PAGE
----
The big companies currently serving the bus and taxi transportation sector are going to be quick to dismiss this as a fad or an impossible goal. The politicians’ spending decisions are heavily swayed by influential players, like the companies providing municipal bus service for the area. In fact, most of those companies operate on a subsidized basis, with some of their annual revenue coming directly from local and regional government.

By partnering with existing research initiatives at private and state universities, we gain additional influence that will hopefully lead to buy-in at the government level. That ultimately leads to grant funding and improved liquidity to cover operational expenses, the bulk of which will be driver payroll and new vehicle acquisition.

4. Balancing Service Offering and Price (Financial)

The primary purpose of this system is to improve people’s lives. That means they must achieve their current goals with reduced price or increased convenience, or both. Also, folks who already have made an investment in a car will be apprehensive to spend even more money to use a different system. This could be a cost-per-mile fee or a monthly or annual subscription. It could also be a co-op, where participants offer their vehicles as part of their buy-in, in exchange for a discounted membership fee. Maybe vehicle owners can even go one step further and get paid to drive other passengers around, and/or have those miles count as credits, so the next time they need to go somewhere, they’ve prepaid for that trip.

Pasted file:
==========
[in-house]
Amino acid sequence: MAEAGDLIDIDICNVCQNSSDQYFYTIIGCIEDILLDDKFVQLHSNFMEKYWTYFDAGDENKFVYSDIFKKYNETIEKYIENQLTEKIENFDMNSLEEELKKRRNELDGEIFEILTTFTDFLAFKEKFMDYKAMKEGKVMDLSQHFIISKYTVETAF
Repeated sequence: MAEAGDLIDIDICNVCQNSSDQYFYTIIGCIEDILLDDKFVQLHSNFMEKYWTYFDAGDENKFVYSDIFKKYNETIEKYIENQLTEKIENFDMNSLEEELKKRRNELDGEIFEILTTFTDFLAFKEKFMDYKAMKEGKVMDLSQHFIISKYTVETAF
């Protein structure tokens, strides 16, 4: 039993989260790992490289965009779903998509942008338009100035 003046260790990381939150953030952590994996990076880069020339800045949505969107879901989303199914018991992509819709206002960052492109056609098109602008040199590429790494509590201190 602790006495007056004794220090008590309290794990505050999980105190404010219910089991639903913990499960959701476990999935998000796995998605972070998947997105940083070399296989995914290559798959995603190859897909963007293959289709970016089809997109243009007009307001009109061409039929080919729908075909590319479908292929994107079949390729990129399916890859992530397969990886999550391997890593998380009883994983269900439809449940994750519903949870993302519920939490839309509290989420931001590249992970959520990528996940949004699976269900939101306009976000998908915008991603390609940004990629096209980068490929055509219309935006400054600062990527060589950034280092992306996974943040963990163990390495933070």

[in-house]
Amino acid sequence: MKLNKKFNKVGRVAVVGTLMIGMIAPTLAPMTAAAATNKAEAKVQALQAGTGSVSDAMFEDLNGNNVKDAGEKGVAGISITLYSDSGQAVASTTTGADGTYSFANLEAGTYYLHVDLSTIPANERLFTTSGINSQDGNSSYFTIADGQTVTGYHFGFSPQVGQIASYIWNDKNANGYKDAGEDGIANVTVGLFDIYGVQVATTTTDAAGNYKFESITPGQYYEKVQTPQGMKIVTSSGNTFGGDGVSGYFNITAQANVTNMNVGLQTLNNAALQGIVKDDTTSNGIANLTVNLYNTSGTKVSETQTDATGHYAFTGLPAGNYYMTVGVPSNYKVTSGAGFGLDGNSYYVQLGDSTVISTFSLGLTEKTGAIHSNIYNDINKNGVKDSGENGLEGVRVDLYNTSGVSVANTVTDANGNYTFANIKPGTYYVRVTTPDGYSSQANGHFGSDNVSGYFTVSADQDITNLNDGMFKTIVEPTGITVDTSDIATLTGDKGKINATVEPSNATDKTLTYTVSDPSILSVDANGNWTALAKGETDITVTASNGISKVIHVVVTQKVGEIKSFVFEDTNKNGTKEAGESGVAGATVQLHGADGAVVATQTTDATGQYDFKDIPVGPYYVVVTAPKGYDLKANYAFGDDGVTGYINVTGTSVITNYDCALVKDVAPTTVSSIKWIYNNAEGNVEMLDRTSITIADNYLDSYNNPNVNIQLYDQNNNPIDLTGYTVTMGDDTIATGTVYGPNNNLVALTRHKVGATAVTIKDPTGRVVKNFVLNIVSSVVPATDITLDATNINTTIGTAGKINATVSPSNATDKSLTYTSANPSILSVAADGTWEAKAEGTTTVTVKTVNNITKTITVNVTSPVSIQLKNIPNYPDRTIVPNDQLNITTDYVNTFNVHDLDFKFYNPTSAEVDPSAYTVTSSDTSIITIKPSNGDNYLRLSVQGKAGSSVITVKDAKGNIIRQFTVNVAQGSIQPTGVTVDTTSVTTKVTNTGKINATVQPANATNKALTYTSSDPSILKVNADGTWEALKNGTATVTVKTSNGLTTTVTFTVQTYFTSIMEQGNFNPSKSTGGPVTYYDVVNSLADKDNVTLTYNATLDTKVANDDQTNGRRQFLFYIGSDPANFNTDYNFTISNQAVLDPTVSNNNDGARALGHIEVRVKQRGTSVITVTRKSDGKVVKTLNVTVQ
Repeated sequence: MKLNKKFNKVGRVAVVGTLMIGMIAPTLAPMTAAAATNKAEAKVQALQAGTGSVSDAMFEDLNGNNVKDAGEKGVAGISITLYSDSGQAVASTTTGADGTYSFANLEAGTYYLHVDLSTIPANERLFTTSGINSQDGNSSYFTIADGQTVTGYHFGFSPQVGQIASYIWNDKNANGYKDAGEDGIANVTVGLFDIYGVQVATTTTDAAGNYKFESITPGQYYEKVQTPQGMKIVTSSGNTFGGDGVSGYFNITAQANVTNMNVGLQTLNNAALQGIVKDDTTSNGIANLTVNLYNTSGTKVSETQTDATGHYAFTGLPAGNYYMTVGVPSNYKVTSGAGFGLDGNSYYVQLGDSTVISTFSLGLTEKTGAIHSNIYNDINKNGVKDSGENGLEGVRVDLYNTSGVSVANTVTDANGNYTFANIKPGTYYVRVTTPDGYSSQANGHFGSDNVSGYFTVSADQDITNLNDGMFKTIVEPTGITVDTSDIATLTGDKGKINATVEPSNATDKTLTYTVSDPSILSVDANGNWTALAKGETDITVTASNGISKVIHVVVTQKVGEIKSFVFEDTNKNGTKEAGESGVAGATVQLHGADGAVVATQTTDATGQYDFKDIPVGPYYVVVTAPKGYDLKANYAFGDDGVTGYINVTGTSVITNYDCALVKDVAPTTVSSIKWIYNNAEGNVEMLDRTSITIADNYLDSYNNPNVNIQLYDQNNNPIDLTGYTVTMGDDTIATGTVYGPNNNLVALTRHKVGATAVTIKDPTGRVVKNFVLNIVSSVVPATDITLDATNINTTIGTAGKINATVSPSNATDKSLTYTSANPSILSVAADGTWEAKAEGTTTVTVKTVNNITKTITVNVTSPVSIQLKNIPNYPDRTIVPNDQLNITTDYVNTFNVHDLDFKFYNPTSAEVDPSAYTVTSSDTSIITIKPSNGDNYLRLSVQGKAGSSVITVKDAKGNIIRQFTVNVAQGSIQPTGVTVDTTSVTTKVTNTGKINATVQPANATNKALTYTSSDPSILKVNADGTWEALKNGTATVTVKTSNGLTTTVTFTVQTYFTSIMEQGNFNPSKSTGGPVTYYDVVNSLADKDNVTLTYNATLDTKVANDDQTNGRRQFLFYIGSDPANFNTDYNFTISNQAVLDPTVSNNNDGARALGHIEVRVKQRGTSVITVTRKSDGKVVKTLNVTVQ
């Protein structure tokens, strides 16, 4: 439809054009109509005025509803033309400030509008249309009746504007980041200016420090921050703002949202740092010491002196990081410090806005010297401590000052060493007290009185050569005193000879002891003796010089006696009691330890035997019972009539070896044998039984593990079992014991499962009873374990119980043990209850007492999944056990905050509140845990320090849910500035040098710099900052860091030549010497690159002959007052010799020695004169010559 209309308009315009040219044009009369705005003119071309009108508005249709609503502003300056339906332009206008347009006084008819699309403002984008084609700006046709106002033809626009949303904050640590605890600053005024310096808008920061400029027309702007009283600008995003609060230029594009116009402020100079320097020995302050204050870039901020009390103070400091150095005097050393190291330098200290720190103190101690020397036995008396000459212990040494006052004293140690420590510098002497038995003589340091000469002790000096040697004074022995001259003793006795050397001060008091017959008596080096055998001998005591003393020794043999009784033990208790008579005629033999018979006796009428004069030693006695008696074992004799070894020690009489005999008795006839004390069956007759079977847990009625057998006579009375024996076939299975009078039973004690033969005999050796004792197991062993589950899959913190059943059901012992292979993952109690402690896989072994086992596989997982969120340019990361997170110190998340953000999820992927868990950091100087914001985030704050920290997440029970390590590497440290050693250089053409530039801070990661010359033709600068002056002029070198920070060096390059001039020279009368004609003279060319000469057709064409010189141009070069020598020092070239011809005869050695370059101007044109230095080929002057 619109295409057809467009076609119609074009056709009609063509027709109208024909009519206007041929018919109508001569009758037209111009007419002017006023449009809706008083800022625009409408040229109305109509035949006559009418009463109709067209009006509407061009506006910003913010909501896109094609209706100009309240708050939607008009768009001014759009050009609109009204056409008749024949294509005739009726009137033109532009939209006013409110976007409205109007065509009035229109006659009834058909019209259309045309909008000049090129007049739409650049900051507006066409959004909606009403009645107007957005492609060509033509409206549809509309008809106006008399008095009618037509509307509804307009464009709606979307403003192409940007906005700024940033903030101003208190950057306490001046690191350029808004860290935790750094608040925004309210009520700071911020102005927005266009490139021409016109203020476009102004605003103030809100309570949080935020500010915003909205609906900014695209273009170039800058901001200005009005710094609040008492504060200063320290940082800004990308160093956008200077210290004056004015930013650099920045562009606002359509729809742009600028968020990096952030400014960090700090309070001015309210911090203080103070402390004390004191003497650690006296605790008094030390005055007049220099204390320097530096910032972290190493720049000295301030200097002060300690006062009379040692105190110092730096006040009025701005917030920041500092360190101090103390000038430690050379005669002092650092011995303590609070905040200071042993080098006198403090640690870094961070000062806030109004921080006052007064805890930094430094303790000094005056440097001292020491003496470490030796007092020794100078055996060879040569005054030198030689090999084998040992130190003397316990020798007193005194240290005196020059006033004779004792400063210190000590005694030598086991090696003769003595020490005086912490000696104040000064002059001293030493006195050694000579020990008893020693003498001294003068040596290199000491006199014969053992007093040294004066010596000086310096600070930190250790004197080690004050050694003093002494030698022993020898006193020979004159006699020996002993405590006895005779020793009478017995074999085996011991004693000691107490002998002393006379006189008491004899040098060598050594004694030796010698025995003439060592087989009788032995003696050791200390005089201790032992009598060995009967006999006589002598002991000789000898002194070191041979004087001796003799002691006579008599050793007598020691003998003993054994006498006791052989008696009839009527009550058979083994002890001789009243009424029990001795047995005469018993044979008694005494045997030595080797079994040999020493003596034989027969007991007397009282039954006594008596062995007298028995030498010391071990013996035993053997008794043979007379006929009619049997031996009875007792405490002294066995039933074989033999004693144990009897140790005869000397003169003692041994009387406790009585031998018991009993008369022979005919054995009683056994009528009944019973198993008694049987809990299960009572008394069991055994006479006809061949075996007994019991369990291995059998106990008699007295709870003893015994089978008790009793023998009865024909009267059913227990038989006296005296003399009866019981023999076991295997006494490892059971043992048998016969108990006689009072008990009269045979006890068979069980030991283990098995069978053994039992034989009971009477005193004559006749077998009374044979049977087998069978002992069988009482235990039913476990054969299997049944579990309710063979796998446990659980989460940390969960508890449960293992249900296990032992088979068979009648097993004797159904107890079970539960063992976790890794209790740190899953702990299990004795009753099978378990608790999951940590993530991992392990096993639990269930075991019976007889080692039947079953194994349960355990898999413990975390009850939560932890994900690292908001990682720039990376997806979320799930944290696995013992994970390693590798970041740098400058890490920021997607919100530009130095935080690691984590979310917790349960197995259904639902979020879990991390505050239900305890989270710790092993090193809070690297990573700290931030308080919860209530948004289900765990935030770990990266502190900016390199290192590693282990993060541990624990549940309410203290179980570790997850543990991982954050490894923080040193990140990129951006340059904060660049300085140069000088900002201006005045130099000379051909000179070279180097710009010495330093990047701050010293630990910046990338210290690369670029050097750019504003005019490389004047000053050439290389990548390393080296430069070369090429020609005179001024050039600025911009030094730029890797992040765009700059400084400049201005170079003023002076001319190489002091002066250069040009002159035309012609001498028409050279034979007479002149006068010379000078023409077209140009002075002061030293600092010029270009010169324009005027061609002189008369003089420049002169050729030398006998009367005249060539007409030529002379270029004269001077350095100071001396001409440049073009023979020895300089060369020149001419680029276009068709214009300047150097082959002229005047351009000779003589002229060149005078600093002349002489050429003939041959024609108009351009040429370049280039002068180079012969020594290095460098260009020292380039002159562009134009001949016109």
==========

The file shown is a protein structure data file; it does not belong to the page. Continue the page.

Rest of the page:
In the end, there are two primary factors in the operational budget – cost-per-mile and cost-per-hour. Some costs are on a per-mile basis, like vehicle maintenance and fuel. Other costs are on a per-hour basis, like driver salary. With just a little information about operational expenses for existing transportation companies, it should be possible to determine a rough range for per-customer costs. These costs then become a lower bound for the consumer price.